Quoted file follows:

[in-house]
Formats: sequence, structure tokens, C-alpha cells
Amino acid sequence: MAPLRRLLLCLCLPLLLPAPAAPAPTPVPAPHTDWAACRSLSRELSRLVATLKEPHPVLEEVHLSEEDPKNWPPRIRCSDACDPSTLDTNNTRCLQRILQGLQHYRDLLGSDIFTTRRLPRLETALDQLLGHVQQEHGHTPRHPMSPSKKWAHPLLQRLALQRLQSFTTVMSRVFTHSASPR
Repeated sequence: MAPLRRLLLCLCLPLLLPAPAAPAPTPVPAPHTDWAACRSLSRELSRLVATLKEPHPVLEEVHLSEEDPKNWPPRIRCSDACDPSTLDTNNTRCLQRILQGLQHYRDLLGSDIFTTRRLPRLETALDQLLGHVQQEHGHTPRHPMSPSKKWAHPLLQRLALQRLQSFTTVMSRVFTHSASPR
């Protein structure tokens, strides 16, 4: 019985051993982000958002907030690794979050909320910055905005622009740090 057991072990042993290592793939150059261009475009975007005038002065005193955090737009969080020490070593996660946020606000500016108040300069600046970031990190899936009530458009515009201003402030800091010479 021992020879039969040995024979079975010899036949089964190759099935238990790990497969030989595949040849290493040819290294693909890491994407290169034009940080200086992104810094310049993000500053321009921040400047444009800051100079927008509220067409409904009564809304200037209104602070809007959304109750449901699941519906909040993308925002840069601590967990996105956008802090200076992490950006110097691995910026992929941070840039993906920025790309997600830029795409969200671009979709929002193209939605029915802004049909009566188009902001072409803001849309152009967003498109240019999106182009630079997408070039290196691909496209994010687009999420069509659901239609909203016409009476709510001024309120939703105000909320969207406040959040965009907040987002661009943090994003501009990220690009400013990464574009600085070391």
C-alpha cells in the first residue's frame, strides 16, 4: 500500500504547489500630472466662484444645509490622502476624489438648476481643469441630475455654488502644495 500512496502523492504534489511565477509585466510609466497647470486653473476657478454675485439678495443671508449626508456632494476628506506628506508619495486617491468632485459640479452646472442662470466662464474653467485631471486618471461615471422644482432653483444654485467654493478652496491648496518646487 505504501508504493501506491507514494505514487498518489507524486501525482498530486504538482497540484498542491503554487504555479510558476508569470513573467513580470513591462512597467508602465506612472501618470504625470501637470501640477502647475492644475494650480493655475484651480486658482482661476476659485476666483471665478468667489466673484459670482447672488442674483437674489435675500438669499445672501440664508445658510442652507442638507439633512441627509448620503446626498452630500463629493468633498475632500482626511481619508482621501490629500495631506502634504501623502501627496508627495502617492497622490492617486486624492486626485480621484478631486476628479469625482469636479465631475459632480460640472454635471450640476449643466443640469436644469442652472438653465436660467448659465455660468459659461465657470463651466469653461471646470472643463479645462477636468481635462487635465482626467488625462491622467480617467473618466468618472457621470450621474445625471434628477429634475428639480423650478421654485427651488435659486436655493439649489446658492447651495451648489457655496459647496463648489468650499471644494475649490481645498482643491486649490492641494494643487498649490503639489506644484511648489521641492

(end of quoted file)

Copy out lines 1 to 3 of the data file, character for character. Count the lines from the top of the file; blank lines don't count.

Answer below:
[in-house]
Formats: sequence, structure tokens, C-alpha cells
Amino acid sequence: MAPLRRLLLCLCLPLLLPAPAAPAPTPVPAPHTDWAACRSLSRELSRLVATLKEPHPVLEEVHLSEEDPKNWPPRIRCSDACDPSTLDTNNTRCLQRILQGLQHYRDLLGSDIFTTRRLPRLETALDQLLGHVQQEHGHTPRHPMSPSKKWAHPLLQRLALQRLQSFTTVMSRVFTHSASPR